Ric created his dream job: learning and sharing knowledge. He authored the book Social Marketology, a deep-dive on social media and process in marketing. Ric is the Co-founder and CEO of DragonSearch, a full-service digital marketing agency providing service to wonderful businesses throughout the US.
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- Your Big Idea: Successful Entrepreneurs have One Big Idea. Follow JLD’s FREE training & you’ll discover Your Big Idea in less than an hour!
- “What I demand in all things is life, the potentiality of existence, and that’s that; we need not then ask whether it be beautiful or ugly, the feeling that whatever’s been created possesses life outweighs these two and should be the sole criterion in matters of art.” – Georg Buchner click to tweet!
- Ric gives us an overview of failure, then dives deep into a specific failure that business owners know all too well… the hiring and firing process.
Entrepreneurial AHA Moment
- As an Entrepreneur, when you realize that you are running your company based off your core values, an AHA moment of why you are doing what you do hits you like a runaway train.
- Ric has the desire to create the BEST digital marketing team in the world. Lofty goal? Yes. Achievable? Yes.
Small Business Resource
- 15Five: 15Five allows your company to surface problems, celebrate wins, discover great ideas and stay tuned in to morale.
- Google Docs: Create and share your work online and access your documents from anywhere.
- DropBox: A free service that lets you bring your photos, docs, and videos anywhere and share them easily.
- Marketing Profs: Marketing resources and strategies.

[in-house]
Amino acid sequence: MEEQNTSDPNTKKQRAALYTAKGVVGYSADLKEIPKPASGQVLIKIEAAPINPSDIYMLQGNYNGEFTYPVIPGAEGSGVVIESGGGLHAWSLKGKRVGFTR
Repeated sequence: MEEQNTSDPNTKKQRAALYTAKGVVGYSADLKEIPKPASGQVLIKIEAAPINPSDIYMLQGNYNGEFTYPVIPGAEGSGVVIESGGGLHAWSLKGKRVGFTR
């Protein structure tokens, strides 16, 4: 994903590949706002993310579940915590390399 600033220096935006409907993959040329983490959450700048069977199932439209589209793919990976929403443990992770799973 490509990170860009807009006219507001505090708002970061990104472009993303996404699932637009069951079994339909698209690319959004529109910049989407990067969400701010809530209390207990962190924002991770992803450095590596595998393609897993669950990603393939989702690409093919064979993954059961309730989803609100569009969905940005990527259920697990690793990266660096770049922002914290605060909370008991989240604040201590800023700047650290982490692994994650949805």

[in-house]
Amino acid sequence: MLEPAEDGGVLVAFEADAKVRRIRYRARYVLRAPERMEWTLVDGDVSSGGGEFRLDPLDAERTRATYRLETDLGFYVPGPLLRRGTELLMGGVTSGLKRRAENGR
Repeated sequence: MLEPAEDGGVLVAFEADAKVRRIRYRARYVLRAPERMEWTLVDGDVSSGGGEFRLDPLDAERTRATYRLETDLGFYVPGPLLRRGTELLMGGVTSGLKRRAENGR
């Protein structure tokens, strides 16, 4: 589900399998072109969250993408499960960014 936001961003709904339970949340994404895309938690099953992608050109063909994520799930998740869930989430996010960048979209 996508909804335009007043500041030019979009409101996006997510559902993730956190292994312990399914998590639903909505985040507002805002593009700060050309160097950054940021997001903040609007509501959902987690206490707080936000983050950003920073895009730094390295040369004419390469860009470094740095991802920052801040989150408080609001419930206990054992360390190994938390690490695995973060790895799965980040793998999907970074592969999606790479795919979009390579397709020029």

- Marketing Land: Marketing Land provides internet marketing news and analysis.
Best Business Book
- Social Marketology by Ric Dragon
- Ric’s site
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John Dumas: Hire Fire Nation and thank you for joining me for another episode of EntrepreneurOnFire.com, your daily dose of inspiration. If you enjoy this free podcast, please show your support by leaving a rating and review here at iTunes. I will make sure to give you a shout out on an upcoming showing to thank you!
John Lee Dumas: Okay. Let’s get started. I am simply electrified to introduce my guest today, Ric Dragon. Ric, are you prepared to ignite?
Ric Dragon: I am prepared to ignite.
John Lee Dumas: Awesome! Ric created his dream job, learning and sharing knowledge. He authored the book “Social Marketology,” a deep dive on social media in process and marketing. Ric is the cofounder and CEO of DragonSearch, a full service digital marketing agency providing service to wonderful businesses throughout the United States.
I’ve given Fire Nation a little overview, Ric, but why don’t you take a minute. Tell us a little bit about you personally – your age, where you’re from, etcetera. And then take another minute and give us an overview of your business.
Ric Dragon: Sure [Laughs]. I laughed because when I look back on my own life, it is rather funny. I’m a painter, an artist. I didn’t go to school for business, I didn’t go to school to be an entrepreneur. I have been a painter, and like a lot of painters, we’ve done a lot of things to make a living. That was my background. I’ve done many, many different things. I was the curator of a library, a very peculiar thing. I’ve done my share of old house restoration. I did a great many things until this whole world of computing and the Internet came along and it just filled a fabulous niche for me. It filled both my need to satisfy cabin fever and my need to just constantly learn. So that’s pretty much where I’ve come from. A little over 15 years ago, I formed a company called “Oxclove Workshop.” It did web and application development. Through those years of course, I was also doing online marketing as it was and got a chance to work with a lot of wonderful people, people like out of Grey advertising and Saatchi & Saatchi, people who really understood what we might call “old school” marketing.